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Saturday, August 7, 2010

Poly family


Recently I was at an poly event that was billed as 'family' style. In other words, kids were welcome, nudity was expected to be at a minimum, drinking and other things probably wouldn't be a priority as at some other events.

What struck me after being at the event a short time was the actual lack of community.

I expected to be part of a fair sized family or community but instead everyone was off doing their own thing or paying attention to only their immediate poly family. This was a huge contrast to other poly events I've attended which were not billed as 'family' style yet included a huge sense of community. Everyone hung out together, did things as a group as much as was possible, and even shared meals.

This got me to thinking about my assumptions or inherent beliefs about polyamory.

When I'm around poly folk I tend to assume the people are very open and loving until they prove otherwise. By 'loving' I'm not saying open to a physical relationship but rather they are caring and kind. Obviously there are exceptions but that is my assumption until proven otherwise. I have found often in poly groups that everyone is met with a hug and often a kiss, even upon meeting a person for the first time. I like that and it is one of the things that draws me to polyamory.

Back to my warped analysis. I took a step back, tossed my assumptions and expectations to the curb, and took an impartial look at the question of whether a sense of community is something to be expected in poly families and their extended network of friends.

Within a family I don't know that community is needed. I know several poly families where responsibilities are not shared equally. Some members just seem to exist within the family while others actually run it and support the family being functional. Here I'm talking about families residing under the same roof.

Families with a member living outside the primary household seem to often have a different sense of community. The outside member is invited to the primary house often or even allowed to come and go as they please. Frequently when the outside member is at the primary household they will jump in and get involved with whatever is happening. My guess is that has something to do with a desire to incorporate with the family, to feel a sense of belonging. It may also stem from a sense of responsibility to the family. Because the outside member isn't there all the time it may be easier for them to become involved, or could even be something lacking in their daily life.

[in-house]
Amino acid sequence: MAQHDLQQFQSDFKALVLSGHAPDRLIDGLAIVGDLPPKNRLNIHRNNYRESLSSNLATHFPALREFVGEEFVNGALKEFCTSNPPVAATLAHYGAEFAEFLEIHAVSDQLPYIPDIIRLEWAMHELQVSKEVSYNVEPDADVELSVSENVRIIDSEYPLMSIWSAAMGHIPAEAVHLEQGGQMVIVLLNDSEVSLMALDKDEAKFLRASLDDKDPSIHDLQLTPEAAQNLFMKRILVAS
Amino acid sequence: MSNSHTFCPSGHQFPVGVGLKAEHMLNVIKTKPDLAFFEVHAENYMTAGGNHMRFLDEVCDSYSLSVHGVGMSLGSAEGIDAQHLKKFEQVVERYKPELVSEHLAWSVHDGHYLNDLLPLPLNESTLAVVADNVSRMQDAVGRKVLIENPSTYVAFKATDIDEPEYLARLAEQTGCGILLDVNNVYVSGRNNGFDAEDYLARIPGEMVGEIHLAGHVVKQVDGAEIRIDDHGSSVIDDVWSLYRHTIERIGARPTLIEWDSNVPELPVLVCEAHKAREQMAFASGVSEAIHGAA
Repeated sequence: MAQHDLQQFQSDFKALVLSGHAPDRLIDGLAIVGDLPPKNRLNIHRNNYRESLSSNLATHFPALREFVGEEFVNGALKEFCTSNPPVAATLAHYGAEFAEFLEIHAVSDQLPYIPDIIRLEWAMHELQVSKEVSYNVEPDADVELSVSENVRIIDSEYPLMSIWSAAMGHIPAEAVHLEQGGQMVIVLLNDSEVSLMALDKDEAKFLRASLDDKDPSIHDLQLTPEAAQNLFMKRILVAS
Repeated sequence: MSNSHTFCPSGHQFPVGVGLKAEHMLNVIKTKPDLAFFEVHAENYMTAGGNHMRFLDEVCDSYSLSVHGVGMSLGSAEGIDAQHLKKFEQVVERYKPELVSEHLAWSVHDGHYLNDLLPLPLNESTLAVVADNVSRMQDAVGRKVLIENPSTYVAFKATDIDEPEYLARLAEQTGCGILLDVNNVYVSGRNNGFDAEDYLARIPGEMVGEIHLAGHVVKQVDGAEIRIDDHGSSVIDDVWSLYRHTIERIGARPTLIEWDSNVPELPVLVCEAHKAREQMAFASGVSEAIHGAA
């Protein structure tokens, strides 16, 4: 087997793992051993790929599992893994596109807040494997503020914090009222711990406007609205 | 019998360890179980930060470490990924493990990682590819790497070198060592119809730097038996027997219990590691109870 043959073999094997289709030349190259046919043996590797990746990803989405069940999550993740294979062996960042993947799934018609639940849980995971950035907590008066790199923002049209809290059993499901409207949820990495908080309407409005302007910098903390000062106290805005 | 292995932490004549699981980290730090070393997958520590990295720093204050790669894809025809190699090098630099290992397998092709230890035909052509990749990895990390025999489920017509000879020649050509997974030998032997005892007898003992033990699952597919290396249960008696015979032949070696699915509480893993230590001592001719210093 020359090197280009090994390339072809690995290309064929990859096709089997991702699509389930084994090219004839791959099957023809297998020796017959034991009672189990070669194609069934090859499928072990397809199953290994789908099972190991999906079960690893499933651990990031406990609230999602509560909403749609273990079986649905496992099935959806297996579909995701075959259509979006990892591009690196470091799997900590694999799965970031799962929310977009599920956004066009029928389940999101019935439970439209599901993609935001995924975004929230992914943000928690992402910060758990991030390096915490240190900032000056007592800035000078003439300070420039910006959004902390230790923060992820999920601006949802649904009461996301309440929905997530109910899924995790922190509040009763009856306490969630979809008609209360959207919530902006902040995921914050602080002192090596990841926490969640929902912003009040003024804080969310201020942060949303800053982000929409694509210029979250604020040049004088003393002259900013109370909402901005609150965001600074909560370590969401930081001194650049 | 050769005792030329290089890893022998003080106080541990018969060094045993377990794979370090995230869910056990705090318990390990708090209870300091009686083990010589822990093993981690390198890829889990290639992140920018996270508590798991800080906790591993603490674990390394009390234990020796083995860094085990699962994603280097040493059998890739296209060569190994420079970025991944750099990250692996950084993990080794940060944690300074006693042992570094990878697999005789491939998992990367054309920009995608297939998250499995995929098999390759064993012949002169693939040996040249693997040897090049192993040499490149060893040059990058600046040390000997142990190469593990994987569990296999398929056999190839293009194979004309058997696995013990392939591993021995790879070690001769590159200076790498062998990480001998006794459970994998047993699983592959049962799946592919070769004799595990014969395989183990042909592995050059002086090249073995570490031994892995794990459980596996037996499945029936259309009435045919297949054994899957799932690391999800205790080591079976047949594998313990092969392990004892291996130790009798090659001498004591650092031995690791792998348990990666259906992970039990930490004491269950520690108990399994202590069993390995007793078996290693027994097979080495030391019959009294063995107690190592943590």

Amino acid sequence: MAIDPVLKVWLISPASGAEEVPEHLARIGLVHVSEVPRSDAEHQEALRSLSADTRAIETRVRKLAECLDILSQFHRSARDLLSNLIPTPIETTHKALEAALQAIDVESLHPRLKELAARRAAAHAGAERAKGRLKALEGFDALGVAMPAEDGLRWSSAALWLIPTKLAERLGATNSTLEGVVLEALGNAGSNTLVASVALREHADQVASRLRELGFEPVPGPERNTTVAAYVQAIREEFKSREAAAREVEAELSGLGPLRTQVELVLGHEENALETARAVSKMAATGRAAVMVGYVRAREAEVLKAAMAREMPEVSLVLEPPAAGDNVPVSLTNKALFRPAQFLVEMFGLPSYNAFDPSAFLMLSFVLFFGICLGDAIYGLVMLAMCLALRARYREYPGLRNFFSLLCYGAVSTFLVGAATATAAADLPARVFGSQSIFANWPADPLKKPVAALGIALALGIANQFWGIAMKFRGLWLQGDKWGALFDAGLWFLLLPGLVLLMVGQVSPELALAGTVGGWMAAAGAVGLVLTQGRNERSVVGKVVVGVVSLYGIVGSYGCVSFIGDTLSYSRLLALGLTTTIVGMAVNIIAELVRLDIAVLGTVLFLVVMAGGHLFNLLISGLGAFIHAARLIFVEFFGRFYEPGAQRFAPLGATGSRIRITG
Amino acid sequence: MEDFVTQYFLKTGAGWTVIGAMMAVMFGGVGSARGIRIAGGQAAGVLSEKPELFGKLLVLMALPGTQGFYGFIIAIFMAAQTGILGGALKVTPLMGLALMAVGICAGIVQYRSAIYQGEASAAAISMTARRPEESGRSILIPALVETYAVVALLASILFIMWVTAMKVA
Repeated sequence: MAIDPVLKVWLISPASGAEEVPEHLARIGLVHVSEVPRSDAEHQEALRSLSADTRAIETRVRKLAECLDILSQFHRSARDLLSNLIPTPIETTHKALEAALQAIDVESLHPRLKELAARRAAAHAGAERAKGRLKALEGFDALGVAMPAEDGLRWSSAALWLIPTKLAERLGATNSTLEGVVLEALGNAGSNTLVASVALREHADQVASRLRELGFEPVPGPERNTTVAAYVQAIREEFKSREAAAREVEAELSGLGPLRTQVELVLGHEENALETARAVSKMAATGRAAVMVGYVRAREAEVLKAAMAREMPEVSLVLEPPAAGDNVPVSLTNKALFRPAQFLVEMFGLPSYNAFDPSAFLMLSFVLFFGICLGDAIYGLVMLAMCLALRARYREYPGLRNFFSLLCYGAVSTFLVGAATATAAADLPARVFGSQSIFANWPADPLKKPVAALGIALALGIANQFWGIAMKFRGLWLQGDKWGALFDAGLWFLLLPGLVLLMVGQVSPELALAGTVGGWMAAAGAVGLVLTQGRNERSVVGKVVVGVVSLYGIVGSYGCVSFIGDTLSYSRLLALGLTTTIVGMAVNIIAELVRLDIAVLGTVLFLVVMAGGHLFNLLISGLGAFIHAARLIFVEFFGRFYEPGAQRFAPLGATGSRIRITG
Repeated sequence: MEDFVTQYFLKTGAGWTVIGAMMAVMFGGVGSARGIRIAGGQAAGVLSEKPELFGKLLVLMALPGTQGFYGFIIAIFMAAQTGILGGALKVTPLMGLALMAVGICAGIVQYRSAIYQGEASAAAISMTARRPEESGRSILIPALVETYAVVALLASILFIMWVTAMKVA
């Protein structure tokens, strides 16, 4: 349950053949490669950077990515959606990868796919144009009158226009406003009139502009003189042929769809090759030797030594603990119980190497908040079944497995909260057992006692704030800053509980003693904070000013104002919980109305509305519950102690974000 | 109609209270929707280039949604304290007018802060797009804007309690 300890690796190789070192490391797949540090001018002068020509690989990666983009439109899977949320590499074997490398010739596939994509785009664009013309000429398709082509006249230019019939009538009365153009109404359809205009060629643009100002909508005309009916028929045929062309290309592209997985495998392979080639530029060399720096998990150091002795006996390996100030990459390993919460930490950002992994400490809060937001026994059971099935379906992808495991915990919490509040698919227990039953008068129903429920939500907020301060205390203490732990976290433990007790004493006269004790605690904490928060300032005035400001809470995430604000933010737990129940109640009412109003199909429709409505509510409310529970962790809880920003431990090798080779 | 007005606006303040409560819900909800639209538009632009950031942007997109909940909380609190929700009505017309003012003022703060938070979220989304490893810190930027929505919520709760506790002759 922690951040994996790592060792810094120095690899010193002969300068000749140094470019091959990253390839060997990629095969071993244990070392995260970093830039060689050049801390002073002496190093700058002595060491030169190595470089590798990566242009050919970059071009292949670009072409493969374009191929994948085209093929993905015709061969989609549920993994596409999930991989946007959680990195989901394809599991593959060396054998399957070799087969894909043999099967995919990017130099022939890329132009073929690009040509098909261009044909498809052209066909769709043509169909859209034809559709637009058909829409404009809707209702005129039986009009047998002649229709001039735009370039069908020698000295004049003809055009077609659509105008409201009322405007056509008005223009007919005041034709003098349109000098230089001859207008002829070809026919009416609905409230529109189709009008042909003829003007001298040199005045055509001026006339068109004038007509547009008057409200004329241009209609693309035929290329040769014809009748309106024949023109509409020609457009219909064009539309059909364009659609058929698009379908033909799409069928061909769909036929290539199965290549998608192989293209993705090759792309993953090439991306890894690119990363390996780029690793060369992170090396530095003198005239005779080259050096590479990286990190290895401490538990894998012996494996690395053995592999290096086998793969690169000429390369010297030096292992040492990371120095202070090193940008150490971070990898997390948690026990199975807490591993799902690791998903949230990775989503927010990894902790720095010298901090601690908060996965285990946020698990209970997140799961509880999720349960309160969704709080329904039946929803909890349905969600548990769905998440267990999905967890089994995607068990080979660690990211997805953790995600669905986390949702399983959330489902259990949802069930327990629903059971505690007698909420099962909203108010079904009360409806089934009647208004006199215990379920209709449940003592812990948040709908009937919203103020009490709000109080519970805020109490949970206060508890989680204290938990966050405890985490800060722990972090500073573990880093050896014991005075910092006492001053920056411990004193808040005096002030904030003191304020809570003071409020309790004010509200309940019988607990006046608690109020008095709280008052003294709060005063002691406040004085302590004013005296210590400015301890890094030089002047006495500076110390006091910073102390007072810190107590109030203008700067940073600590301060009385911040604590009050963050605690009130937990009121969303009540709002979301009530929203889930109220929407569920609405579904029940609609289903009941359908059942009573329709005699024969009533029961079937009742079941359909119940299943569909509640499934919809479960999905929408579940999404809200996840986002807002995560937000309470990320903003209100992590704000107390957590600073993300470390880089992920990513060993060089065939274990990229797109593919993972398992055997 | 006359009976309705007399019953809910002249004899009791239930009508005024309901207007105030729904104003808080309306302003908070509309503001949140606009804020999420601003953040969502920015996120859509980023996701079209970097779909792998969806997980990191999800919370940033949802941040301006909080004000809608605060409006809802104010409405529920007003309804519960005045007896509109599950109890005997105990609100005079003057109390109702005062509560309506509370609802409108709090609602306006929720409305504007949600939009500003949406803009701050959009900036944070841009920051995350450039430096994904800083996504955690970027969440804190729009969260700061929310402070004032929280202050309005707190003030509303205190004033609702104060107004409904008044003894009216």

Families and their friends network is where things become a bit fuzzy for me. Some families I've been around seem to prefer to keep to themselves about a lot of things. They don't share a lot of affection outside the family, don't involve themselves in community type activities, and just generally seem closed off to anything but light social conversation.

I've also seen families that immerse themselves in the community as a family. They are happy to share their love and compassion with others and welcome anyone and everyone into their circle, whether it be to help cook, discuss family details, or just hang out together. You almost get a feeling from these folks that "the more the merrier" is a conscious choice for them.

The result of my ponderings is this; I don't know. I think that in general, probably because of the lifestyle, most poly folk are more open and caring of others than a lot of people. At the same time I don't think it is a requirement or a fair assumption I've been making. Not that I am becoming jaded but, I will temper my assumptions a bit going forward.

So how do you feel about polyamory and a sense of community or family? Is it something that makes poly attractive to you or not something you even think about? Have you noticed more of a sense of community or family with polyamory or is it just me? Do you interact differently around poly groups or families that convey a sense of community vs. those that are more closed?

2 comments:

  1. I think it may have less to do with whether a person is poly, or whether the event is supposed to be family style, as much as whether the people there are more introverted vs extroverted, and how at ease people feel at a given location or venue. Introverts and extroverts come to poly for perhaps different reasons - introverts because it provides a way to have deep, intimate relationships with selected people without having to constantly party, and extroverts because, well, as you put it, "the more the merrier." While I tend to the more introverted end of the spectrum, I am open and caring of others when the "feel" of an event is right (e.g. when I feel at home). In other words, I don't tend to initiate connections (although I do try to say hello and smile), but when one or more people around me exude a sense of community, I join in happily and begin taking over the task of welcoming others. I don't know what it is about what makes certain events easier than others, but it's a real phenomenon. And I'm not sure that it's really related to people around being poly... it's more a sense of ease that is less tangible. It's the realization that people around you are interested in you, care about you, and are not in their own worried worlds. It only takes a few people reaching out to change the feel of a whole event.

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  2. Thanks for the great comment Polly!

    I agree, it does only take a few people to change the feel of an event. I am also usually more introverted but in social settings can become an extrovert at times. When I do, I am constantly amazed at how easy it is to change the mood of an event.

    PP

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